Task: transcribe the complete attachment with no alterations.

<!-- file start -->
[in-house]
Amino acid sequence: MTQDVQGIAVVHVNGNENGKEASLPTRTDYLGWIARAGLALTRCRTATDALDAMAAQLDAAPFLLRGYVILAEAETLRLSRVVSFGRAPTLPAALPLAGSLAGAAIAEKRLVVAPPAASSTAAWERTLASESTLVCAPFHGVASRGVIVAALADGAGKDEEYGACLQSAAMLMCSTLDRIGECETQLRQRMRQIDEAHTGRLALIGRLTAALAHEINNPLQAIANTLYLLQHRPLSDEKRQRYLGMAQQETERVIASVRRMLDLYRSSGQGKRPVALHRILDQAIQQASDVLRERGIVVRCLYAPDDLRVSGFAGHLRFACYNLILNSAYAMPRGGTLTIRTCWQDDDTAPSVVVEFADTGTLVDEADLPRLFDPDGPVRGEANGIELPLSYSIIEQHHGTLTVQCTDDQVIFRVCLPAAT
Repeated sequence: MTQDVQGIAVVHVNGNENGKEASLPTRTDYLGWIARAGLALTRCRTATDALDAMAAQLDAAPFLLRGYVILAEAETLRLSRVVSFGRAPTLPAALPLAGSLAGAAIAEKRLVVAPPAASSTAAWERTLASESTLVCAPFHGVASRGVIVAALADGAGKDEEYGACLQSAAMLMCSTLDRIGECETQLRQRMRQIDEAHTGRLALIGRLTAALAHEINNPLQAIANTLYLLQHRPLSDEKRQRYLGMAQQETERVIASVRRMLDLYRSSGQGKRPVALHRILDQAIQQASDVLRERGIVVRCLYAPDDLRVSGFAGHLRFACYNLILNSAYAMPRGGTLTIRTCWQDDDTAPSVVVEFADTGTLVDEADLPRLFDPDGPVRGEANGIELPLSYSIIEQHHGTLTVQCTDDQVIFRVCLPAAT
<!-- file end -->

[in-house]
Amino acid sequence: MTQDVQGIAVVHVNGNENGKEASLPTRTDYLGWIARAGLALTRCRTATDALDAMAAQLDAAPFLLRGYVILAEAETLRLSRVVSFGRAPTLPAALPLAGSLAGAAIAEKRLVVAPPAASSTAAWERTLASESTLVCAPFHGVASRGVIVAALADGAGKDEEYGACLQSAAMLMCSTLDRIGECETQLRQRMRQIDEAHTGRLALIGRLTAALAHEINNPLQAIANTLYLLQHRPLSDEKRQRYLGMAQQETERVIASVRRMLDLYRSSGQGKRPVALHRILDQAIQQASDVLRERGIVVRCLYAPDDLRVSGFAGHLRFACYNLILNSAYAMPRGGTLTIRTCWQDDDTAPSVVVEFADTGTLVDEADLPRLFDPDGPVRGEANGIELPLSYSIIEQHHGTLTVQCTDDQVIFRVCLPAAT
Repeated sequence: MTQDVQGIAVVHVNGNENGKEASLPTRTDYLGWIARAGLALTRCRTATDALDAMAAQLDAAPFLLRGYVILAEAETLRLSRVVSFGRAPTLPAALPLAGSLAGAAIAEKRLVVAPPAASSTAAWERTLASESTLVCAPFHGVASRGVIVAALADGAGKDEEYGACLQSAAMLMCSTLDRIGECETQLRQRMRQIDEAHTGRLALIGRLTAALAHEINNPLQAIANTLYLLQHRPLSDEKRQRYLGMAQQETERVIASVRRMLDLYRSSGQGKRPVALHRILDQAIQQASDVLRERGIVVRCLYAPDDLRVSGFAGHLRFACYNLILNSAYAMPRGGTLTIRTCWQDDDTAPSVVVEFADTGTLVDEADLPRLFDPDGPVRGEANGIELPLSYSIIEQHHGTLTVQCTDDQVIFRVCLPAAT